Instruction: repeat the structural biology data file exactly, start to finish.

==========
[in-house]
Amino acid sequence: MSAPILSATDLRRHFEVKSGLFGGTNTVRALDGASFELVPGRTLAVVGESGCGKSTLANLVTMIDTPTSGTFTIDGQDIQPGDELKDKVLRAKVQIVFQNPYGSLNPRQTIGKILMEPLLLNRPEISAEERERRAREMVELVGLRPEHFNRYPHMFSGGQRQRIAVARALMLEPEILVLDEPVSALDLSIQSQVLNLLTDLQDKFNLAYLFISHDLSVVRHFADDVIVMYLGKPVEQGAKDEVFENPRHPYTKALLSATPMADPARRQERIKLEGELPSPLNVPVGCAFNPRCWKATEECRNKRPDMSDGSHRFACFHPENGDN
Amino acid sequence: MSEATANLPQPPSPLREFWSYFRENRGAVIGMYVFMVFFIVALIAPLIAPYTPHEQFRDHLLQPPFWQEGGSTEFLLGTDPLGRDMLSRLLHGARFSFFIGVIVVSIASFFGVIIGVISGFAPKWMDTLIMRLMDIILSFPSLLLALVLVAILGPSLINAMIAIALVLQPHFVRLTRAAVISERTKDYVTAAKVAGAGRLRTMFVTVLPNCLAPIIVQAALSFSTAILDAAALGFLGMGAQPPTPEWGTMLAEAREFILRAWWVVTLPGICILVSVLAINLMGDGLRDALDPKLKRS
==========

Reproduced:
[in-house]
Amino acid sequence: MSAPILSATDLRRHFEVKSGLFGGTNTVRALDGASFELVPGRTLAVVGESGCGKSTLANLVTMIDTPTSGTFTIDGQDIQPGDELKDKVLRAKVQIVFQNPYGSLNPRQTIGKILMEPLLLNRPEISAEERERRAREMVELVGLRPEHFNRYPHMFSGGQRQRIAVARALMLEPEILVLDEPVSALDLSIQSQVLNLLTDLQDKFNLAYLFISHDLSVVRHFADDVIVMYLGKPVEQGAKDEVFENPRHPYTKALLSATPMADPARRQERIKLEGELPSPLNVPVGCAFNPRCWKATEECRNKRPDMSDGSHRFACFHPENGDN
Amino acid sequence: MSEATANLPQPPSPLREFWSYFRENRGAVIGMYVFMVFFIVALIAPLIAPYTPHEQFRDHLLQPPFWQEGGSTEFLLGTDPLGRDMLSRLLHGARFSFFIGVIVVSIASFFGVIIGVISGFAPKWMDTLIMRLMDIILSFPSLLLALVLVAILGPSLINAMIAIALVLQPHFVRLTRAAVISERTKDYVTAAKVAGAGRLRTMFVTVLPNCLAPIIVQAALSFSTAILDAAALGFLGMGAQPPTPEWGTMLAEAREFILRAWWVVTLPGICILVSVLAINLMGDGLRDALDPKLKRS